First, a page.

‘SMEs are the drivers and the lifelines to a lot of economies,” she said. “Even in terms of job creation and the largest employers, they’re the lifeline not just in the UAE — a lot of economies around the world rely on SMEs.‘
Manal Al Bayat, Expo 2020 Dubai’s Senior Vice-President for Business Development and Integration
Manal Al Bayat, Expo 2020 Dubai’s Senior Vice-President for Business Development and Integration, takes that emphasis seriously. She’s spent a good part of the last few months travelling around the world making SMEs aware of the possibilities Expo offers and helping them gear up to take part.
“SMEs are the drivers and the lifelines to a lot of economies,” she said. “Even in terms of job creation and the largest employers, they’re the lifeline not just in the UAE — a lot of economies around the world rely on SMEs. And the greater the support we can provide is going to enable them to get bigger.
“If you look at the whole value chain, the larger corporates need the SMEs to be able to subcontract to to deliver certain components, and when those SMEs, the small become the medium the medium become the large, you will need more SMEs. You need the continuity. You need to make sure that you’re building a value chain that’s going to be solid moving into the future.
“It’s also one of the reasons Dubai bid to host the World Expo. It’s not a forced fit into the existing plans, it’s a natural evolution to what the UAE is planning, a natural part of what the UAE does on a daily basis.”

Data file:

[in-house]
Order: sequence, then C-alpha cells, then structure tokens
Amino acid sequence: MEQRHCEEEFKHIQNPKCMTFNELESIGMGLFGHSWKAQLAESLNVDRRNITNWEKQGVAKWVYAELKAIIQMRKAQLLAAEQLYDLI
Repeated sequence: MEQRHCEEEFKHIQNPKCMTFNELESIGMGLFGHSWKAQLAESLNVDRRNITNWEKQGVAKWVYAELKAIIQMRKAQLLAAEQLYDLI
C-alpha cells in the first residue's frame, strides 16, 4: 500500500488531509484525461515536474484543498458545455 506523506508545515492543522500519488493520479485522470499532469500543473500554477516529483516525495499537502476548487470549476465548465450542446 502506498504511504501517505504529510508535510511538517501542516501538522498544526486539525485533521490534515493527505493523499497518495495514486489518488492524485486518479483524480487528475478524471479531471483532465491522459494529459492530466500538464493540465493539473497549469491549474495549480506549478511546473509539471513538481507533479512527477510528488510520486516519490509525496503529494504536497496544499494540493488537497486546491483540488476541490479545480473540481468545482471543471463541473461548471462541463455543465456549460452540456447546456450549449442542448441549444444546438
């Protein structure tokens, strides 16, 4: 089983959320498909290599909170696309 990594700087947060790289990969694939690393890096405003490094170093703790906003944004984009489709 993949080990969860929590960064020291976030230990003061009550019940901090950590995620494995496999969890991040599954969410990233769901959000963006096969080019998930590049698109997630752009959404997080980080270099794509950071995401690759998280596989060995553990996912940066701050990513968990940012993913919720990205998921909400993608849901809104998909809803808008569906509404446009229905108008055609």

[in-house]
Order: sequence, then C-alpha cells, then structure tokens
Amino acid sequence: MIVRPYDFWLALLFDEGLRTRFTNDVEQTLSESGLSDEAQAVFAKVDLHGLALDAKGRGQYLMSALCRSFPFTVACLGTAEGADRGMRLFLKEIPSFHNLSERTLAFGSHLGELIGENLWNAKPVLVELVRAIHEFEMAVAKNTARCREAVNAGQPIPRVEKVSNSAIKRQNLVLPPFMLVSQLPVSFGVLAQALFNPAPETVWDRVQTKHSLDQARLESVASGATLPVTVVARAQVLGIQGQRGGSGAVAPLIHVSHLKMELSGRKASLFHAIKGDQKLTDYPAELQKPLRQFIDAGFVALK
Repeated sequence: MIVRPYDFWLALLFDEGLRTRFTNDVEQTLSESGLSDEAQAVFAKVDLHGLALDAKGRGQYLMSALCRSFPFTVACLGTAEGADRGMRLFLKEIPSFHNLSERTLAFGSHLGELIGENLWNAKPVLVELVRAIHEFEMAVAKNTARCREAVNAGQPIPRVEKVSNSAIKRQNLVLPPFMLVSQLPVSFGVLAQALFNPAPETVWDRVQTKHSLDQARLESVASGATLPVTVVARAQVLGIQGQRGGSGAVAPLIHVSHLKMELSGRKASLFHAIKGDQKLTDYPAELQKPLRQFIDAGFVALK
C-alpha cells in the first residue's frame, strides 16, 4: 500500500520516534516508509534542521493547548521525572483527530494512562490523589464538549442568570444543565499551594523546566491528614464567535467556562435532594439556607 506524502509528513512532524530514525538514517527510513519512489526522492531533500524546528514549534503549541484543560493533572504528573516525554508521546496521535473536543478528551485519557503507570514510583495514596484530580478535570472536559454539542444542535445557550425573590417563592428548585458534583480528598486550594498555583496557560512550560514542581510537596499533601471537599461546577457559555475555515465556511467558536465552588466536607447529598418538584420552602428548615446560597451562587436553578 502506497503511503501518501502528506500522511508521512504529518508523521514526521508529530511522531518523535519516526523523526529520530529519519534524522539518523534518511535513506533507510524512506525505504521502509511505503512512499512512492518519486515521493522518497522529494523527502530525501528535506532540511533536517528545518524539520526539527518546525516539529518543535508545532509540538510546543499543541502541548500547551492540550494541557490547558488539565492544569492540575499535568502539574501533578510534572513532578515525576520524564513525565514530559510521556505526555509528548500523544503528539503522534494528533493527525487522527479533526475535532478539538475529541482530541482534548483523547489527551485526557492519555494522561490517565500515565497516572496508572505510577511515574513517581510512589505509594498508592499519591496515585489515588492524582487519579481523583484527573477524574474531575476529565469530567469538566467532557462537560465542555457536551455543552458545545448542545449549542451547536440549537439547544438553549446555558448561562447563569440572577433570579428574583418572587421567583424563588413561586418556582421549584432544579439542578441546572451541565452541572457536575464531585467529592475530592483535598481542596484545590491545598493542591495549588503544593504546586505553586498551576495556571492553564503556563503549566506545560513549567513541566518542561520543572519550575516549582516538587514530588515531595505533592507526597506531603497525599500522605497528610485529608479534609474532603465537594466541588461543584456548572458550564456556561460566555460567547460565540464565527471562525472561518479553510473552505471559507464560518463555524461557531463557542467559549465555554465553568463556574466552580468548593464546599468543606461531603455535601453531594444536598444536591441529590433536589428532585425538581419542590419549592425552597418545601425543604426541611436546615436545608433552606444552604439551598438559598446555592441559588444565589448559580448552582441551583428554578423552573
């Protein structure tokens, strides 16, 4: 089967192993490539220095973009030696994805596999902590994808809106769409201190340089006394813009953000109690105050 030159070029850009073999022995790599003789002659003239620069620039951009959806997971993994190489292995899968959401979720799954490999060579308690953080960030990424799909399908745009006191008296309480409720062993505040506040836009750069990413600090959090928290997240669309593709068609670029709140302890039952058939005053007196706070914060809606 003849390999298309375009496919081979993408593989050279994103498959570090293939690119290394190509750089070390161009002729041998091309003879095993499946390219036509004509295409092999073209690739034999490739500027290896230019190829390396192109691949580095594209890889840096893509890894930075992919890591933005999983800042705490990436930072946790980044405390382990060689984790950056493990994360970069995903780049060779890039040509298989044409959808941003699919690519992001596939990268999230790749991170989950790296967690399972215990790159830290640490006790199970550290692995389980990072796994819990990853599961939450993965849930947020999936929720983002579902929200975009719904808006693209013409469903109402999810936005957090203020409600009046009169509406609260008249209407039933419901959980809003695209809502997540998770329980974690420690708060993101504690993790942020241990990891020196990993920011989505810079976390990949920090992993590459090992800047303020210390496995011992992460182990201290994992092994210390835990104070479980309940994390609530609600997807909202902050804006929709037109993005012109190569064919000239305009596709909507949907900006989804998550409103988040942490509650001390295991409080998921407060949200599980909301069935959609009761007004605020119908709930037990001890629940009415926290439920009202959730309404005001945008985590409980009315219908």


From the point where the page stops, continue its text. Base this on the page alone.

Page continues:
Al Bayat said she regarded the Dubai Expo bid itself as an SME compared to the rival bids for the 2020 Expo from Russia, Turkey and Brazil “in terms of geographical size, population size, even age.”
“Ultimately,” she said, “it’s not old you are or how big you are, it’s what you can bring to the table. It’s your creativity, it’s your innovation, it’s your resilience almost.
“Throughout the bid we were able to offer things that the other competing cities couldn’t. And that’s the key with SMEs.”
Expo began its business outreach in 2015, talking to firms small and large about plans for the event and what they would need from the business community.
It wasn’t a one-sided dialogue, she emphasised. “We had a really good dialogue with the business community, and with some of their input we’ve been able to go back and revise our plans just to make sure that they’re robust.”
Sometimes, Al Bayat said, the smaller firms needed encouragement. “SMEs don’t naturally assume that they will be able to deliver on a major event. They think the majority of the deals will go to a large contractor … For SMEs specifically, we actually started at the beginning. We looked at our procurement portal and went through the whole registration process with an SME lens.”
Payment terms have also been modified to suit SMEs, who sometimes struggle with cash flow, with 25 per cent advance payment for services and 50 per cent up front for goods and products. And once the service is provided or product delivered, the balance is paid within 30 days, while larger corporations are paid within 90 days.
“What we’ve done through this process is make sure that SMEs don’t need to pay to register, don’t need to pay to participate, there’s no locking of their liquidity, so that they can compete on as level a playing field as we can provide them.”
So far, around 18,000 companies from 130 countries have registered for Expo, around 70 per cent of them SMEs. More than 50 per cent of the contracts awarded have gone to SMEs.